I wept the day I learned of Shade Schuler’s death. I’d never met her, hadn’t seen her picture until that morning, but I’d just finished the portraits of Lamia Beard, Ty Underwood, Jazmin Vash Payne, Taja de Jesus, Penny Proud, Bri Golec, Kristina Gomez Reinwald, London Chanel, Mercedes Williamson and India Clarke. The quick succession of portraits brought only sadness; death lingers heavily on the United States.
In just weeks, more names were added to the list of those destroyed: K.C. Haggard, Amber Monroe, Elisha Walker, Kandis Capri, Ashton O’Hara, Tamara Dominguez, Jasmine Collins, Keyshia Blige, Keisha Jenkins, and Zella Ziona.
Transgender women face a one in twelve chance of being murdered in the United States; Transgender women of color have a one in eight chance.
#SayHerName is a twenty-one piece set of 18 x 24 watercolor and ink portraits of Trans Women killed in the Untied States during 2015. Each piece is painted in reds and blues with negative white space as a dra- matic contrasting element. This red, white and blue color scheme reflects the citizenship of the women and the culture that produced their deaths. Paint is splattered across the pristine white of each page, representing the violence each woman faced. The backgrounds number their murders as reported (not the order that they occurred).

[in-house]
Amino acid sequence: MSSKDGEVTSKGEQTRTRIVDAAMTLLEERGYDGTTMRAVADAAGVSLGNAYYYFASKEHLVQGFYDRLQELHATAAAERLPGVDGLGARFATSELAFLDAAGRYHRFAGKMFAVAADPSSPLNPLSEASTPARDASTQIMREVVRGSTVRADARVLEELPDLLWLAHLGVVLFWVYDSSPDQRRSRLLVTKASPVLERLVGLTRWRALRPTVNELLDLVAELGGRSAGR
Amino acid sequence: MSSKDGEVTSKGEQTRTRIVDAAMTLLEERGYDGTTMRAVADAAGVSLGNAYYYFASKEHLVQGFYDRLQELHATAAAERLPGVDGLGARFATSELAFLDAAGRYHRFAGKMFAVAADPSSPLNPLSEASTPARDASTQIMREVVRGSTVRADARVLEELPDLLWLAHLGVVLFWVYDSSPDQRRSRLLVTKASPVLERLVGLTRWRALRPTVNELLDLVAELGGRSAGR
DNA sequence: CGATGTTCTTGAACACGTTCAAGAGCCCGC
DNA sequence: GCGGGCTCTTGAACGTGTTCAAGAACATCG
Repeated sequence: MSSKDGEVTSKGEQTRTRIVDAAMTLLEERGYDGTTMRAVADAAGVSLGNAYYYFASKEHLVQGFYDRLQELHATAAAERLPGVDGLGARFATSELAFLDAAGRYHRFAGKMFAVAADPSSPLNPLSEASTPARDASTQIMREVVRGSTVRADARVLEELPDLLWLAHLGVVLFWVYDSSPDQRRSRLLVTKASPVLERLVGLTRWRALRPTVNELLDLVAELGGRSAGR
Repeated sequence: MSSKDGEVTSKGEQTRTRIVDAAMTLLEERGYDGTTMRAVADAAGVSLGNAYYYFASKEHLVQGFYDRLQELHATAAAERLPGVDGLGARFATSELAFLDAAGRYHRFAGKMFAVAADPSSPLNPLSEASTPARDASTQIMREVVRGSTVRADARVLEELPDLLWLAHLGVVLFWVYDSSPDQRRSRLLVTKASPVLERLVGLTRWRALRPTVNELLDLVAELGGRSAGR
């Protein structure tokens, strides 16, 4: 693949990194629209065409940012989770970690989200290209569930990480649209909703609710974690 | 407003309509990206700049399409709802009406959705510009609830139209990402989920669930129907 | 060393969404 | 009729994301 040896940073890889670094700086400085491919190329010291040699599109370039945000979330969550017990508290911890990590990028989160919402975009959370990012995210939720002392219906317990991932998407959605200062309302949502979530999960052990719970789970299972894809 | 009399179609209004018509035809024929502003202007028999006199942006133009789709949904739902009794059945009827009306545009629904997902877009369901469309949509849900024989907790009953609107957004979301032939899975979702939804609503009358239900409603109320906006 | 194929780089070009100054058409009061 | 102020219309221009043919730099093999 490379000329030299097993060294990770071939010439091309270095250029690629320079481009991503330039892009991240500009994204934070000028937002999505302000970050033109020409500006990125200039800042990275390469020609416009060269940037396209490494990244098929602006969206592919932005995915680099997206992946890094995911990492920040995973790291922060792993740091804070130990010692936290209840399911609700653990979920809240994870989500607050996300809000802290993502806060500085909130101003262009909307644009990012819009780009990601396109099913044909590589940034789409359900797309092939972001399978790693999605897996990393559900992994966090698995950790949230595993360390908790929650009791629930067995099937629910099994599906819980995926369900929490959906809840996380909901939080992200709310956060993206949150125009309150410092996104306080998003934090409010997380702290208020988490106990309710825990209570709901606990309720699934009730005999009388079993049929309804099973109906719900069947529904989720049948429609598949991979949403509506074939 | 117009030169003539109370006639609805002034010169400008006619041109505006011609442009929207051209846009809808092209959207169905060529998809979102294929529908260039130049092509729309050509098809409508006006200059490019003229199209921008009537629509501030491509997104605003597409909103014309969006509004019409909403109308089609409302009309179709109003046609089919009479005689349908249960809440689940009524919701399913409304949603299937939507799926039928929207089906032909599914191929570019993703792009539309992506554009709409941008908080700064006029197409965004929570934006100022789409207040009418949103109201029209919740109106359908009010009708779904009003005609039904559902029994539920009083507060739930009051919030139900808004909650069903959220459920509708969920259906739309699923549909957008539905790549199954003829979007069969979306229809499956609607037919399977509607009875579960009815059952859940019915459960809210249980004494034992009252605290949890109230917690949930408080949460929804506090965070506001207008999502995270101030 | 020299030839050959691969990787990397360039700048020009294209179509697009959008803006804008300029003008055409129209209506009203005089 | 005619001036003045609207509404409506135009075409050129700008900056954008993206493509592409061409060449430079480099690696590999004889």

K. Ryan Henisey is a queer artist in Los Angeles. The art in his #ArtToEndViolence collection celebrates a passion for important and challenging social justice issues juxtaposed against a veneer of pop art. The superficiality of the genre draws attention to the violence perpetuated against communities marginalized by the dominant culture by forcing the viewer to confront what is meaningful. http://kryanhenisey.com
I don’t know what to say to you because the things that you say to others and the things you don’t say to me already ring with the sounds hate, discrimination, and everything you taught us not to be.
I see when you comment on news articles. They trickle through my feed.
I see your posts to each other. They’re difficult not to read.
I can see the things you like and the people in your life.
I can see when you do nothing.
I can see you.
I can see.
Your gleeful support of men and platforms which have clearly stated their hatred for Queers, Muslims, Black Americans, women, and the disabled is confusing and upsetting.